UH scientists hope to create vaccine from vial of Zika virus

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A controlled sample of the Zika virus is coming to Hawaii for scientific study.

The University of Hawaii is bringing the virus here in hopes of creating a vaccine.

The John A. Burns School of Medicine applied for a permit in 2009 to import the virus to Hawaii. The Hawaii State Board of Agriculture only recently approved the request Tuesday and the school will be given a small vial of the virus from the Centers for Disease Control in Atlanta.

Officials say it will be closely monitored and under heavy security so that no one will be in any danger of catching the virus.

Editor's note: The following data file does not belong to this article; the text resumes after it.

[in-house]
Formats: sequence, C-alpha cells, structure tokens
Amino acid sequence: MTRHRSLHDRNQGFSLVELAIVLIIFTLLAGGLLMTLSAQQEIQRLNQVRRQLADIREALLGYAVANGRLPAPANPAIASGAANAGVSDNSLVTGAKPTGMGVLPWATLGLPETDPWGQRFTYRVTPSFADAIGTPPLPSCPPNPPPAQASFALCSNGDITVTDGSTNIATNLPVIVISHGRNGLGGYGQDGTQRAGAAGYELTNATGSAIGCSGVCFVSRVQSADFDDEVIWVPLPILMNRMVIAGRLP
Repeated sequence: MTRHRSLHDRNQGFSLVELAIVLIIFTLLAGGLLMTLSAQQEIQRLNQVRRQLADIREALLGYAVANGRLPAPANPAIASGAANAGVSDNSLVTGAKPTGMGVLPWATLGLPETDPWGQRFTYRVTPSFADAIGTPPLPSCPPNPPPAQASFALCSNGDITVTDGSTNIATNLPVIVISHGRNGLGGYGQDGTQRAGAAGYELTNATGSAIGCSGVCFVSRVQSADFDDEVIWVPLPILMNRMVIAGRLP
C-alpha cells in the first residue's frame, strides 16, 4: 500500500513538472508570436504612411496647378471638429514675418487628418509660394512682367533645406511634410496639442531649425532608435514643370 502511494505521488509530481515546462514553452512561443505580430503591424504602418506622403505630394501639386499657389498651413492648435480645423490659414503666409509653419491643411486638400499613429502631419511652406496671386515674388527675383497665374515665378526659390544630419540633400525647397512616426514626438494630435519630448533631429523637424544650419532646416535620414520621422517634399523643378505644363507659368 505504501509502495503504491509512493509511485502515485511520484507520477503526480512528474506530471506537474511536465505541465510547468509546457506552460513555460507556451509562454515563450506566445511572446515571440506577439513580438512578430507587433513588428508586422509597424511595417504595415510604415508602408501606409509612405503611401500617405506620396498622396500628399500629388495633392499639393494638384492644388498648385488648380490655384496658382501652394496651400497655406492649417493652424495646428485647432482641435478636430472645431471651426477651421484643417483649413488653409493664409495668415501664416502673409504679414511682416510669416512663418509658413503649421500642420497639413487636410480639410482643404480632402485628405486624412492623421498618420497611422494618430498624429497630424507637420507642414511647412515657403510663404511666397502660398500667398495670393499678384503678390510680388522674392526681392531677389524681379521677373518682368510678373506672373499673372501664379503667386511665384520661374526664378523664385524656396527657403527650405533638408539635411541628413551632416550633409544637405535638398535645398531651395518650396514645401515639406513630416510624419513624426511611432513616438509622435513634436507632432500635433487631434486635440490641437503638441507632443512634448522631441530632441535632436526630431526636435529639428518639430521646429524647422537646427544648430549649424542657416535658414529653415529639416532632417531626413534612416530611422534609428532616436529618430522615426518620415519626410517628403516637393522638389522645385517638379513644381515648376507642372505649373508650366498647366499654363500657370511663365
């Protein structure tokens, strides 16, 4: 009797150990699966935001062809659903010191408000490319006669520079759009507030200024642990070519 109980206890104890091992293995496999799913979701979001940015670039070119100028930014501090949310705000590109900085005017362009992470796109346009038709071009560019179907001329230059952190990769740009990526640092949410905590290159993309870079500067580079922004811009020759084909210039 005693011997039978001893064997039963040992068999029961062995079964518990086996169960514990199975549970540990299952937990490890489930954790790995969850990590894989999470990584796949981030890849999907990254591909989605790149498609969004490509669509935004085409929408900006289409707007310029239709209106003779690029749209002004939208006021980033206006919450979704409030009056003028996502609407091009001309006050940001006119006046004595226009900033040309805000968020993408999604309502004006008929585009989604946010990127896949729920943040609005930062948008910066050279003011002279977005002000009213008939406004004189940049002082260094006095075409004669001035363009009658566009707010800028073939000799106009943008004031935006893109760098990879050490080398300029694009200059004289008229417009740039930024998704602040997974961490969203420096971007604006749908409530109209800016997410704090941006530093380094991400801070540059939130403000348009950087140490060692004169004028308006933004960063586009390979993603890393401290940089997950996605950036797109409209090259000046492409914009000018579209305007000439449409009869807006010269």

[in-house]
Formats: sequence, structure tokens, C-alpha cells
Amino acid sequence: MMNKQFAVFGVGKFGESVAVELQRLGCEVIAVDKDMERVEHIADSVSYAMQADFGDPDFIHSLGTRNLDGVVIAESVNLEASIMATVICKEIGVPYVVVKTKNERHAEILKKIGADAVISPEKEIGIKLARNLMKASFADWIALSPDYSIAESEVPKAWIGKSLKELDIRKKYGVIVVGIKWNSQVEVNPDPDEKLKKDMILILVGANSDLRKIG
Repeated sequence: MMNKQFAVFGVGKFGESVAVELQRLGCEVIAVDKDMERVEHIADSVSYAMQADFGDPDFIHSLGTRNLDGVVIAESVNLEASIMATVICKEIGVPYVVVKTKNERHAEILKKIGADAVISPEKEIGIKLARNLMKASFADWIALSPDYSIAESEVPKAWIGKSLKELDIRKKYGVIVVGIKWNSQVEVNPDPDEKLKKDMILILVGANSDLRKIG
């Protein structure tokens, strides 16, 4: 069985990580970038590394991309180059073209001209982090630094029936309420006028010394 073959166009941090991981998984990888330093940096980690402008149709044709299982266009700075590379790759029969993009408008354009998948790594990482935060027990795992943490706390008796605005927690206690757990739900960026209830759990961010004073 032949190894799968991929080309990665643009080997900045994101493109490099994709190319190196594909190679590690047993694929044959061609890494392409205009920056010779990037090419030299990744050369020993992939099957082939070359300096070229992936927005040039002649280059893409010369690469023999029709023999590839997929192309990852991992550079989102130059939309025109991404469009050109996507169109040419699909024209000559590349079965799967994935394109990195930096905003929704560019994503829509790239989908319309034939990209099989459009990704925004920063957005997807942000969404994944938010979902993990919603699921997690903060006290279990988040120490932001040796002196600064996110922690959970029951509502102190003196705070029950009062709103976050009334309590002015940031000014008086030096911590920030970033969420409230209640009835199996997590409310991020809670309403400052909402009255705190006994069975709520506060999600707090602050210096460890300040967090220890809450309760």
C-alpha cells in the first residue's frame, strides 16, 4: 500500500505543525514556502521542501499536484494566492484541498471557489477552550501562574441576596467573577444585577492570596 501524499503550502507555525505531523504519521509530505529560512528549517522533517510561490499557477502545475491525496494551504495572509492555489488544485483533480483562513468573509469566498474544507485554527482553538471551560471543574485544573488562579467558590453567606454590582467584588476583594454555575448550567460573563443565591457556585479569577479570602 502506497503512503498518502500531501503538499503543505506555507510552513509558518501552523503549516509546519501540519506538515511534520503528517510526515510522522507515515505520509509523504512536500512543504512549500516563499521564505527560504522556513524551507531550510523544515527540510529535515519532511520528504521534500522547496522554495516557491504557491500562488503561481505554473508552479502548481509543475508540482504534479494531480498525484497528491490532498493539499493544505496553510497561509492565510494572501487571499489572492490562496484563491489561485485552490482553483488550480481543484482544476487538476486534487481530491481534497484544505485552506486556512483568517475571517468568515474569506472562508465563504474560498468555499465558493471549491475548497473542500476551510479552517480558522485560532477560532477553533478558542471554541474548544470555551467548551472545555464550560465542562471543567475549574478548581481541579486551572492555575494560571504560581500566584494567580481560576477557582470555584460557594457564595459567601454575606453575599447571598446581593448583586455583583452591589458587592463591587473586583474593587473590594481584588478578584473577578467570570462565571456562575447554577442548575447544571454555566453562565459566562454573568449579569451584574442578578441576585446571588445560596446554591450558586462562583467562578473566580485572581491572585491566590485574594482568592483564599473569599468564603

“There are three security doors that you have to come through,” said Dr. Vivek R. Nerurkar of the Dept. of Tropical Medicine. “There’s a security guard in here, so not everybody from the roadside can just come up in here and start looking at the virus. We control the access into this controlled room.”

Experiments are conducted in what’s called a bio-safety cabinet that’s equipped with filters. What comes out of the cabinet is 99.99 percent clean air.

The Zika virus is known to cause severe birth defects in babies.

Of the birth of two infants on Oahu in December 2015 to mothers infected with the Zika virus, only one infant was microcephalus, a condition that stunts the growth of the head, leaving inadequate room for the brain to fully develop and causing impairment to the child.

Nerurkar first applied for the state permit to import a Zika virus sample in 2009 after an outbreak of Zika virus in Yap and French Polynesia, both relatively close to Hawaii.

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